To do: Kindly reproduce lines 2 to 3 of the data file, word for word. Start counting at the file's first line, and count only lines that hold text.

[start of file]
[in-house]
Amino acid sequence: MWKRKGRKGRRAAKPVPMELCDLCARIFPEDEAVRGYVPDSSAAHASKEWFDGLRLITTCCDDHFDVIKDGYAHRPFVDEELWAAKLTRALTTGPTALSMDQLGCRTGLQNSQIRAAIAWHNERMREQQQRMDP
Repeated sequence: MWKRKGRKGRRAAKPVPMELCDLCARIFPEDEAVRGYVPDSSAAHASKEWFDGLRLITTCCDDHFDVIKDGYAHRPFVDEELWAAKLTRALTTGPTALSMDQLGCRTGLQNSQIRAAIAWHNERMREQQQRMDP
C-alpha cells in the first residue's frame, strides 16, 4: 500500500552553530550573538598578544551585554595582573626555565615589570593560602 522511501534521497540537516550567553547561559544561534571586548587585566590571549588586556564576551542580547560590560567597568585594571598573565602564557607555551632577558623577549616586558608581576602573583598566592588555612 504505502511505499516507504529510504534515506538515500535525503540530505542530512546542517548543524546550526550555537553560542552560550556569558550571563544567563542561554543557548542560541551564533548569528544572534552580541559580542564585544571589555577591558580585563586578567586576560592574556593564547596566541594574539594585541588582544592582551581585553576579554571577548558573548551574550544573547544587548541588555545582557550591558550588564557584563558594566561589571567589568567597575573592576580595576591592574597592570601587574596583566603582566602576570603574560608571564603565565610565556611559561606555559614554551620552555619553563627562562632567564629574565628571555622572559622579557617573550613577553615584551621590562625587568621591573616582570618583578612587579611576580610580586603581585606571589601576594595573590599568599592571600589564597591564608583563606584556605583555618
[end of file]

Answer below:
Amino acid sequence: MWKRKGRKGRRAAKPVPMELCDLCARIFPEDEAVRGYVPDSSAAHASKEWFDGLRLITTCCDDHFDVIKDGYAHRPFVDEELWAAKLTRALTTGPTALSMDQLGCRTGLQNSQIRAAIAWHNERMREQQQRMDP
Repeated sequence: MWKRKGRKGRRAAKPVPMELCDLCARIFPEDEAVRGYVPDSSAAHASKEWFDGLRLITTCCDDHFDVIKDGYAHRPFVDEELWAAKLTRALTTGPTALSMDQLGCRTGLQNSQIRAAIAWHNERMREQQQRMDP